Excerpted from "Blessing the Animals" by Yusef Komunyakaa . . . An elephant daydreams, nudging ancestral bones down a rocky path, but won't venture near the boy with a white mouse peeking from his coat pocket. Beyond monkeyshine, their bellows & cries are like prayers to unknown planets & zodiac signs. The ferret & mongoose on leashes, move as if they know things with a sixth sense. Priests twirl hoops of myrrh. . . .
Academy of American Poets. “We Asked Gwendolyn Brooks about the Creative Environment in Illinois.” Accessed February 27, 2018. https://www.poets.org/poetsorg/text/we-asked-gwendolyn-brooks-about-creative-environment-illinois.
Claborn, John. Civil rights and the environment in African-American literature, 1895-1941. New York: Bloomsbury Academic, 2018.
Dungy, Camille T. Black nature: four centuries of African American nature poetry. Athens: University of Georgia Press, 2009.
Gabbin, Joanne V. 2004. Furious flower: African American poetry from the Black arts movement to the present. Charlottesville: University of Virginia Press. (listing: https://www.worldcat.org/title/furious-flower-african-american-poetry-from-the-black-arts-movement-to-the-present/oclc/52424044 )
“The Furious Flower Conference of 1994 represented the largest gathering of African American writers at one event in nearly 30 years. This work assembles a second selection of works by 43 Furious Flower participants covering three generations. It includes biographies and photographs by C.B. Claiborne of many of the Furious Flower participants.“
Komunyakaa, Yusef. “Blessing the Animals,” Poetry, July 1997, 220-21. Accessed February 27, 2018 through Poetry Foundation and JSTOR. https://www.poetryfoundation.org/poetrymagazine/browse?volume=170&issue=4&page=39.
Walcott, Derek. Omeros. München: Hanser, 1995.
* Black – The term is here distinguished from “African American” to acknowledge the various groups of black people who (1) did not descend from Africa (any more than all of humanity does, which it does) but are in fact descendants of darker-skinned peoples relatively more native to different parts of, for instance, the Caribbean, in this “Americas” context, and (2) are neither geographically nor culturally American.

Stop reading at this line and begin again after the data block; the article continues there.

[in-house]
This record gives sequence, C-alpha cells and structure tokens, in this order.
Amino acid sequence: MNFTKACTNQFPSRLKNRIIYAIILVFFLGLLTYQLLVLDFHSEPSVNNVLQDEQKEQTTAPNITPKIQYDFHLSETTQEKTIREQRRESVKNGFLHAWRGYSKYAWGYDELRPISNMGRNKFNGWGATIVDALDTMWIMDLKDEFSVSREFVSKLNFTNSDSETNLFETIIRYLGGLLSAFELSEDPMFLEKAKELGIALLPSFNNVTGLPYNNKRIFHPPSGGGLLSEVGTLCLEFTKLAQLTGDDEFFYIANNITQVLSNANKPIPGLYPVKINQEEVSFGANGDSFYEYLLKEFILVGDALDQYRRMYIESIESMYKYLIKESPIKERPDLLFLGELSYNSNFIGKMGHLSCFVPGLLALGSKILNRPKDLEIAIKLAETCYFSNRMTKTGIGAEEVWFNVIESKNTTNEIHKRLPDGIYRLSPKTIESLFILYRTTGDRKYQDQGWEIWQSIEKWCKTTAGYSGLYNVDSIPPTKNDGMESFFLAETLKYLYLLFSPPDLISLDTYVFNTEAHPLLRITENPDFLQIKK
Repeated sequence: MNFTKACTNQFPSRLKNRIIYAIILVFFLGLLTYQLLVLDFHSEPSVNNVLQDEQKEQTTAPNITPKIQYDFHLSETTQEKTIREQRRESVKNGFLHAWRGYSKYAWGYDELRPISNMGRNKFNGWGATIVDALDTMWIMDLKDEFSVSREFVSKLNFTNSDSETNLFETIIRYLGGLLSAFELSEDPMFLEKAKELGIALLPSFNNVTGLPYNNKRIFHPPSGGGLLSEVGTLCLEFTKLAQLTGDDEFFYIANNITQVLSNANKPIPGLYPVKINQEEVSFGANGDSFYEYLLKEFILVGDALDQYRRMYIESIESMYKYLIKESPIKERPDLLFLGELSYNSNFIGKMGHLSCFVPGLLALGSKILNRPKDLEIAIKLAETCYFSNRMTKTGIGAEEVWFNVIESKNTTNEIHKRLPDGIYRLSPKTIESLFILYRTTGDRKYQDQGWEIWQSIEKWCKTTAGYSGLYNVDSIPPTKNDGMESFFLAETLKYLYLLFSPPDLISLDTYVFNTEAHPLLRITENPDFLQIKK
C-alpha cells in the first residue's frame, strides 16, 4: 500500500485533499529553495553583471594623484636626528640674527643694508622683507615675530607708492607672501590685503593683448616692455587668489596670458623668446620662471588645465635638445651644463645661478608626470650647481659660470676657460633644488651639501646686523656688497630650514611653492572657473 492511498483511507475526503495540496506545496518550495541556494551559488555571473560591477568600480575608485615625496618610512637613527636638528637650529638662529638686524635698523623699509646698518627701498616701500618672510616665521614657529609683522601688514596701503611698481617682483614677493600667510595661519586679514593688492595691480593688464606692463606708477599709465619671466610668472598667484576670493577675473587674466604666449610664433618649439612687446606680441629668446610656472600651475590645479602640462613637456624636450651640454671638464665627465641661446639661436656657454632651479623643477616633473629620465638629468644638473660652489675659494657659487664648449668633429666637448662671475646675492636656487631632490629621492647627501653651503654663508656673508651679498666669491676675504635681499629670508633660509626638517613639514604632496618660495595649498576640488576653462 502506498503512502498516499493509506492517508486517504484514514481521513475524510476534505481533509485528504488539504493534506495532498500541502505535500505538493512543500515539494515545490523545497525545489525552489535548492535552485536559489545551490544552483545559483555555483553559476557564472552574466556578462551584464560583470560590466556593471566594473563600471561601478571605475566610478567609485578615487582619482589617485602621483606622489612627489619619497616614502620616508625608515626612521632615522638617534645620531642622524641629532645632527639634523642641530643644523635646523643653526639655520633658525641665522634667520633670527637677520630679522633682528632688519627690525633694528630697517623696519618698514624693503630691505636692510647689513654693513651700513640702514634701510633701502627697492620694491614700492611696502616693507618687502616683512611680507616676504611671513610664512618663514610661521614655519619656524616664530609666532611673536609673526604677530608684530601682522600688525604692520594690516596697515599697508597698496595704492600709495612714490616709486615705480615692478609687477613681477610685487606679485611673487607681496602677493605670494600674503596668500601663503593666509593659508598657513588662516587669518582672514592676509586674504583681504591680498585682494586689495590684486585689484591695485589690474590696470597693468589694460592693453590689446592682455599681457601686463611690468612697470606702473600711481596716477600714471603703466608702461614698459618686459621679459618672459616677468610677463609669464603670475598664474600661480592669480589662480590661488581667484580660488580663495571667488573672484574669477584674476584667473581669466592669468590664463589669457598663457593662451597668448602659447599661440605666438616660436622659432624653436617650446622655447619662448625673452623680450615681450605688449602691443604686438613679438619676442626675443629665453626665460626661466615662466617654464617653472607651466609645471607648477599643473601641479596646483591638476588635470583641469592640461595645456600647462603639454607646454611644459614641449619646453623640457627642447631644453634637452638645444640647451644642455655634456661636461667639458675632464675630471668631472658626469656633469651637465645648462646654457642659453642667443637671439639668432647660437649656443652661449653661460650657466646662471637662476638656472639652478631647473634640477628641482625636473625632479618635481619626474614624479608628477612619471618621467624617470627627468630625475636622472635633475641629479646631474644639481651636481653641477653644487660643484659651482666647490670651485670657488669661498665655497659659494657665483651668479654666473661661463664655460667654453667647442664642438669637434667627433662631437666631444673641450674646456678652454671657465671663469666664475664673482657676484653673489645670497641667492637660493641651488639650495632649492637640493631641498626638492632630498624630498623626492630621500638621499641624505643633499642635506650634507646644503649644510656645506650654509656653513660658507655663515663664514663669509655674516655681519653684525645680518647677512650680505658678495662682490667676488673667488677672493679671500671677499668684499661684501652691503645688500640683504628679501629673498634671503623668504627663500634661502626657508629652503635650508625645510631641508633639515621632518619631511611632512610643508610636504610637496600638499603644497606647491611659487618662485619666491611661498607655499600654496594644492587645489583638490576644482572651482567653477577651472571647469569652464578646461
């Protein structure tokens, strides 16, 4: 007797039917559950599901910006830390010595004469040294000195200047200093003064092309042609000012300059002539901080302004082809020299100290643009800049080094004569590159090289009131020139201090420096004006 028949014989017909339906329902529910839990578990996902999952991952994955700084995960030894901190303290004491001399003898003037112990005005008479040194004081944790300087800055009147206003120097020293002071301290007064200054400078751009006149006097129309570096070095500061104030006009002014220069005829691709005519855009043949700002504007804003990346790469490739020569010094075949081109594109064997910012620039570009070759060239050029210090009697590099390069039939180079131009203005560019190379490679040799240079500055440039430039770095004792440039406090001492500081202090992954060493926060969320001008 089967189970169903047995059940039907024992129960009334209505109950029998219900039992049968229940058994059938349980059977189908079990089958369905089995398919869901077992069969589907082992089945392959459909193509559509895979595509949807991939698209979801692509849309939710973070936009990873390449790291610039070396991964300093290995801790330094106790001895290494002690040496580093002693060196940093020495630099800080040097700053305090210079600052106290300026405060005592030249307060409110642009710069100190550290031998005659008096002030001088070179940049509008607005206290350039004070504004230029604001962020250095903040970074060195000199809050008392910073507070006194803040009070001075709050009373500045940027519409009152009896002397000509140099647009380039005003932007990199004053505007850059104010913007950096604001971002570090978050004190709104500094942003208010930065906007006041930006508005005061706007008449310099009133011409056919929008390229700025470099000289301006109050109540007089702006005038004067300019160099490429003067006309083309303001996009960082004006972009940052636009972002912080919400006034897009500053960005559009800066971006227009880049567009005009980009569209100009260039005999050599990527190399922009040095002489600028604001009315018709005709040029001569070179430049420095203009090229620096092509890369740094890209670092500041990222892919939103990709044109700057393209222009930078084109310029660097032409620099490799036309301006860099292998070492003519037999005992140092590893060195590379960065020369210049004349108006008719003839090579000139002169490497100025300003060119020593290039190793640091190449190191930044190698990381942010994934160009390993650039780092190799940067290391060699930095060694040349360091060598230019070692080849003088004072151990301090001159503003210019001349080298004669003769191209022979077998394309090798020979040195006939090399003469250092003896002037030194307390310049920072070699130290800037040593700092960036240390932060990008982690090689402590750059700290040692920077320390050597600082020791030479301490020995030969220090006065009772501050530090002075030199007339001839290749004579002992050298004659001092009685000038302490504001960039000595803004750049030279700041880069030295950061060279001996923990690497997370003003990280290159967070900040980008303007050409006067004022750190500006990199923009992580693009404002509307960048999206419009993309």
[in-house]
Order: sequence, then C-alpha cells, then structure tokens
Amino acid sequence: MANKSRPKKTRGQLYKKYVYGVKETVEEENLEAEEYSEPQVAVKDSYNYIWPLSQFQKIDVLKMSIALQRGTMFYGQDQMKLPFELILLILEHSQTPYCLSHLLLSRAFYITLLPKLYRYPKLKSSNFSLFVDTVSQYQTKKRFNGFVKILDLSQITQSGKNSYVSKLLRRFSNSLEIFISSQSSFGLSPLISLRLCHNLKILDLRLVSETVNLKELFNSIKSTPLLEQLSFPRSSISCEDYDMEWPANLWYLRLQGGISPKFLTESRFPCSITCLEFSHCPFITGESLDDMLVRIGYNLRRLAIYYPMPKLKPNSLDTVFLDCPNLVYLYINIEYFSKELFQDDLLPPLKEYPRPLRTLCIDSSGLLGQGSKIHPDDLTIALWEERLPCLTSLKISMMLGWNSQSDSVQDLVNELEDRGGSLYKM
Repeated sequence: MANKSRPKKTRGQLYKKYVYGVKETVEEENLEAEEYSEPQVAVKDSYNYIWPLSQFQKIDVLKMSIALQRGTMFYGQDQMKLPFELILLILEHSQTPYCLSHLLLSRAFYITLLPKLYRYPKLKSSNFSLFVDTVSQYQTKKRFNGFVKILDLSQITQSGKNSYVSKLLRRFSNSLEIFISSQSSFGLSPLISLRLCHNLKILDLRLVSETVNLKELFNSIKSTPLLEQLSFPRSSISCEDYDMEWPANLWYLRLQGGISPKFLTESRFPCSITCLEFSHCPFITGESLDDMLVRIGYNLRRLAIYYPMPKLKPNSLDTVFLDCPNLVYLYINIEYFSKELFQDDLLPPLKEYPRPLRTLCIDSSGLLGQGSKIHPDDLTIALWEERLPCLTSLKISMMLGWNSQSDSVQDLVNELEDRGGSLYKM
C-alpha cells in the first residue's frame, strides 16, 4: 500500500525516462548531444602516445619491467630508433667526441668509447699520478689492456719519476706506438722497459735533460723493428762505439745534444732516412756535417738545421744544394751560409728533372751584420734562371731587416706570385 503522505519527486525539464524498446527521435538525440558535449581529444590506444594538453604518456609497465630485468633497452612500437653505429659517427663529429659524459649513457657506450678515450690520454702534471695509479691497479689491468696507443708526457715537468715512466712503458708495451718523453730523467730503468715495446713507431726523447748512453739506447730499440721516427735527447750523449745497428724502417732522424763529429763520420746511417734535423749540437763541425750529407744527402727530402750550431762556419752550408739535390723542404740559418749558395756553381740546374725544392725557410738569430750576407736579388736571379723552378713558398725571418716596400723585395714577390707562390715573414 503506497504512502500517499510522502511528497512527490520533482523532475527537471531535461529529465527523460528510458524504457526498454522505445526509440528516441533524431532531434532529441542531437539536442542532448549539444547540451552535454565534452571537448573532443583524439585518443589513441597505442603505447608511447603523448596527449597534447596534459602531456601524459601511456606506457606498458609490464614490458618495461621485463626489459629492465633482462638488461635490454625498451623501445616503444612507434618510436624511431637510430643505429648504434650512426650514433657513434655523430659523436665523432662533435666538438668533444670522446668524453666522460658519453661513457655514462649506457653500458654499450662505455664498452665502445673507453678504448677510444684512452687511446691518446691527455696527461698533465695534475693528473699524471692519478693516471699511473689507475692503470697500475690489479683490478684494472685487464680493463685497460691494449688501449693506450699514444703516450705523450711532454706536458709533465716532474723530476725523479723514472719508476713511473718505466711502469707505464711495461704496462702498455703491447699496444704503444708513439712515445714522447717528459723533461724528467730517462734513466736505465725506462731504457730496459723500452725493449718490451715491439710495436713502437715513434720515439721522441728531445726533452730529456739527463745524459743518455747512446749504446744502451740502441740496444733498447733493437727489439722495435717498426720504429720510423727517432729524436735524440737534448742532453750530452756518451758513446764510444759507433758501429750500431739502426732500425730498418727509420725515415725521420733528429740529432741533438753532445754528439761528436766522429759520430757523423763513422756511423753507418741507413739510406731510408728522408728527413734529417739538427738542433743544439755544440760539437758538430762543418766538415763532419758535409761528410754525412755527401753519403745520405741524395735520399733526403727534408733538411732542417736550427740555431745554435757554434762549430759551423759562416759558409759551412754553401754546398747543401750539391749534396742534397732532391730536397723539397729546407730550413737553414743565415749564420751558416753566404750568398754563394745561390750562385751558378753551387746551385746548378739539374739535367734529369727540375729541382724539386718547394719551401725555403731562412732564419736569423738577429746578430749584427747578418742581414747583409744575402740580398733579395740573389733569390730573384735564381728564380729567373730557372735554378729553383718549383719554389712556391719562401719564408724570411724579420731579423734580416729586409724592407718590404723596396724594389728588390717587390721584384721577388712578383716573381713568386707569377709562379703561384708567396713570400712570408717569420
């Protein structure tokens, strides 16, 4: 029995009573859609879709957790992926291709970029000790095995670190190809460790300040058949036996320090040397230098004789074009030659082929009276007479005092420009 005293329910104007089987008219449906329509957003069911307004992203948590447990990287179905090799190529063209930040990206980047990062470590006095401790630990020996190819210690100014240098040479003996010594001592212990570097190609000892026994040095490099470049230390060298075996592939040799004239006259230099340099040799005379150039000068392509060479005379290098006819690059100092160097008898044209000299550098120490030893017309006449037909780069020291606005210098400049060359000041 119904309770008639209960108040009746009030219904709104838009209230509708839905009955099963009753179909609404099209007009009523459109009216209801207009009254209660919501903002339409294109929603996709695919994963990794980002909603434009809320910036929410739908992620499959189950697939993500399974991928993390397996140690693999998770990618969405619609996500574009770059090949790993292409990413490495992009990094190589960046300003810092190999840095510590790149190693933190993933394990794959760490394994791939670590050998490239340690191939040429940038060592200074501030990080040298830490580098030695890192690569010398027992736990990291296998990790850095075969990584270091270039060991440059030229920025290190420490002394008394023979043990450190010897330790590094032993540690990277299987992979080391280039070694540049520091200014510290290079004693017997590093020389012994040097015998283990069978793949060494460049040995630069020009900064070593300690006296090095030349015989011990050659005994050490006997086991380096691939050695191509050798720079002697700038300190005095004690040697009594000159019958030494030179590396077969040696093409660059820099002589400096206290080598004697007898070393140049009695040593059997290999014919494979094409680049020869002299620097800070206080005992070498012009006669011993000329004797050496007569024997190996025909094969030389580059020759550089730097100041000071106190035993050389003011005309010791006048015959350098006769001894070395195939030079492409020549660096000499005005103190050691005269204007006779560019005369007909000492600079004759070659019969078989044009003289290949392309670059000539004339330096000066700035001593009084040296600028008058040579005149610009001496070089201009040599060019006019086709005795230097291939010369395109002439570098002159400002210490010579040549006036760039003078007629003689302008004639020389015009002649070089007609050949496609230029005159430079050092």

The term “Black” is here capitalized as a sign of respect for traditionally subjugated and marginalized groups, who, while not ethnically or culturally homogeneous, tend to have darker skin compared to whites and other people of color, and whom white, majority cultures have oppressed, over the centuries, in large part because of that darker skin. For more on the debate over color labels and their use in type, see “Black and white: why capitalization matters” by Merrill Perlman at Columbia Journalism Review.
My series on famous nature poetry:
- Nature Poetry by Famous Poets excerpting Thomas Hardy’s “The Darkling Thrush”
- Famous Poets’ Nature Poetry (1): Sun Spots
- Famous Poets’ Nature Poetry (1a): “The Sunlight on the Garden”
- Famous Poets’ Nature Poetry (2): Elizabeth Bishop
- Famous Poets’ Nature Poetry (3): Wordsworth’s Daffodils
- Famous Poets’ Nature Poetry (4): Promise of a Fruitful Plath
- Famous Poets’ Nature Poetry (5): Of Mice, Men and Rabbie Burns
- Famous Poets’ Nature Poetry (6): Hugh MacDiarmid in Scots
- Famous Poets’ Nature Poetry (6)–Oh, NOW I Get It!: Hugh MacDiarmid in Scots
Last week, talented storyteller and fellow blogger H L Gibson asked me to offer some thoughts about poetry, along with an original poem. Here’s Part 2 of 2. ICYMI, see also Part 1.
Welcome back to The Artist’s Corner for the second portion of my interview with poet Carrie Tangenberg. Today, we’ll continue with Carrie’s amazing insight into poetry as well as enjoy one of her original poems.
Why is poetry important?
A literary question for the ages. I can only look through my biased poet’s lens, but I think it’s valuable not just because academia tells us it is.
For me: Poetry gave me a way to express myself early in life that did not demand absolute clarity or lots of text. I could write what I felt or wanted to feel. I could focus on rhythm and the sounds of words. It didn’t have to make sense to anyone but me, and even then, it took me a long time to be so kind to myself. I used to be quite experimental, moving from puns to invented words and concepts, creating…